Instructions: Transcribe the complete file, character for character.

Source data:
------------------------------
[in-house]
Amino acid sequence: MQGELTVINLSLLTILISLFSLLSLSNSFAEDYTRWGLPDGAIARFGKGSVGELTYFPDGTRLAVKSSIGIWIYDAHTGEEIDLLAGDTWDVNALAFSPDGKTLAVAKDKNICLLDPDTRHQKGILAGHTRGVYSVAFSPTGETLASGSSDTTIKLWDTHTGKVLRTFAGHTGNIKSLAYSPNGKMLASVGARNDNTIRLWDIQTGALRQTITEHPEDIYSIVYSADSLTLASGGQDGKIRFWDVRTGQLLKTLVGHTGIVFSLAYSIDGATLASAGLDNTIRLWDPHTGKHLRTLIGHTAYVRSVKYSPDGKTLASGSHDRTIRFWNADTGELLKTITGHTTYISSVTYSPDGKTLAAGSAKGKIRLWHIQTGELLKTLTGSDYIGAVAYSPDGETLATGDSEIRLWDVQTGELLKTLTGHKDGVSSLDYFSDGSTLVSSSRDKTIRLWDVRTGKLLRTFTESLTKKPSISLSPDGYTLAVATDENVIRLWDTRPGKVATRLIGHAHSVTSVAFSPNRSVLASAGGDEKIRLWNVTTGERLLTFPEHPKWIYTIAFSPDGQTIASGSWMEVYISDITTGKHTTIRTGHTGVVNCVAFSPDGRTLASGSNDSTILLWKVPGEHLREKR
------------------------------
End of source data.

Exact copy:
[in-house]
Amino acid sequence: MQGELTVINLSLLTILISLFSLLSLSNSFAEDYTRWGLPDGAIARFGKGSVGELTYFPDGTRLAVKSSIGIWIYDAHTGEEIDLLAGDTWDVNALAFSPDGKTLAVAKDKNICLLDPDTRHQKGILAGHTRGVYSVAFSPTGETLASGSSDTTIKLWDTHTGKVLRTFAGHTGNIKSLAYSPNGKMLASVGARNDNTIRLWDIQTGALRQTITEHPEDIYSIVYSADSLTLASGGQDGKIRFWDVRTGQLLKTLVGHTGIVFSLAYSIDGATLASAGLDNTIRLWDPHTGKHLRTLIGHTAYVRSVKYSPDGKTLASGSHDRTIRFWNADTGELLKTITGHTTYISSVTYSPDGKTLAAGSAKGKIRLWHIQTGELLKTLTGSDYIGAVAYSPDGETLATGDSEIRLWDVQTGELLKTLTGHKDGVSSLDYFSDGSTLVSSSRDKTIRLWDVRTGKLLRTFTESLTKKPSISLSPDGYTLAVATDENVIRLWDTRPGKVATRLIGHAHSVTSVAFSPNRSVLASAGGDEKIRLWNVTTGERLLTFPEHPKWIYTIAFSPDGQTIASGSWMEVYISDITTGKHTTIRTGHTGVVNCVAFSPDGRTLASGSNDSTILLWKVPGEHLREKR